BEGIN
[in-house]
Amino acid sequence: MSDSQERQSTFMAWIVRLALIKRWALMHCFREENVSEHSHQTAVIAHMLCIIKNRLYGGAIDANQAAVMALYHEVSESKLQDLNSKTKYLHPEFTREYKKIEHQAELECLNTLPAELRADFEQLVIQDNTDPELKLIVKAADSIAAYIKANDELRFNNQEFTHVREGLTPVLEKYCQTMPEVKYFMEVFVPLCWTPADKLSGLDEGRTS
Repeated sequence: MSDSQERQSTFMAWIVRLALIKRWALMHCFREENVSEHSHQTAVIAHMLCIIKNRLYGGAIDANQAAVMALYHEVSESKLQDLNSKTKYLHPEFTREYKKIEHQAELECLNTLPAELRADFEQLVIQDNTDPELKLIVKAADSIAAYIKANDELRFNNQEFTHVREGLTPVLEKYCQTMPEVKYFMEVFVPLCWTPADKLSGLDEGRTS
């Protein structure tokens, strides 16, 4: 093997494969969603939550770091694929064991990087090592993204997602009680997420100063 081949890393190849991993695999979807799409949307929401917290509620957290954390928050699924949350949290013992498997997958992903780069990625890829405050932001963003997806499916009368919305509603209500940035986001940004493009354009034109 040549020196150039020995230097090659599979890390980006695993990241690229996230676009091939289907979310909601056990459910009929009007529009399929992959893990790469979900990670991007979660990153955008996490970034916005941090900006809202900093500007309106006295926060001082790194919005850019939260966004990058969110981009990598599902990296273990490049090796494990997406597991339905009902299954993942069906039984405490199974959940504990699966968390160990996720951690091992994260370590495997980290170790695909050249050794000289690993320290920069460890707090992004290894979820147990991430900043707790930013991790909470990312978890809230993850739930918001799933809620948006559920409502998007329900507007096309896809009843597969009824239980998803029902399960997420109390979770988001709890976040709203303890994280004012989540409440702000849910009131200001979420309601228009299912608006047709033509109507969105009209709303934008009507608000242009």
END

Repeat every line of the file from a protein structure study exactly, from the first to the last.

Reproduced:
[in-house]
Amino acid sequence: MSDSQERQSTFMAWIVRLALIKRWALMHCFREENVSEHSHQTAVIAHMLCIIKNRLYGGAIDANQAAVMALYHEVSESKLQDLNSKTKYLHPEFTREYKKIEHQAELECLNTLPAELRADFEQLVIQDNTDPELKLIVKAADSIAAYIKANDELRFNNQEFTHVREGLTPVLEKYCQTMPEVKYFMEVFVPLCWTPADKLSGLDEGRTS
Repeated sequence: MSDSQERQSTFMAWIVRLALIKRWALMHCFREENVSEHSHQTAVIAHMLCIIKNRLYGGAIDANQAAVMALYHEVSESKLQDLNSKTKYLHPEFTREYKKIEHQAELECLNTLPAELRADFEQLVIQDNTDPELKLIVKAADSIAAYIKANDELRFNNQEFTHVREGLTPVLEKYCQTMPEVKYFMEVFVPLCWTPADKLSGLDEGRTS
């Protein structure tokens, strides 16, 4: 093997494969969603939550770091694929064991990087090592993204997602009680997420100063 081949890393190849991993695999979807799409949307929401917290509620957290954390928050699924949350949290013992498997997958992903780069990625890829405050932001963003997806499916009368919305509603209500940035986001940004493009354009034109 040549020196150039020995230097090659599979890390980006695993990241690229996230676009091939289907979310909601056990459910009929009007529009399929992959893990790469979900990670991007979660990153955008996490970034916005941090900006809202900093500007309106006295926060001082790194919005850019939260966004990058969110981009990598599902990296273990490049090796494990997406597991339905009902299954993942069906039984405490199974959940504990699966968390160990996720951690091992994260370590495997980290170790695909050249050794000289690993320290920069460890707090992004290894979820147990991430900043707790930013991790909470990312978890809230993850739930918001799933809620948006559920409502998007329900507007096309896809009843597969009824239980998803029902399960997420109390979770988001709890976040709203303890994280004012989540409440702000849910009131200001979420309601228009299912608006047709033509109507969105009209709303934008009507608000242009």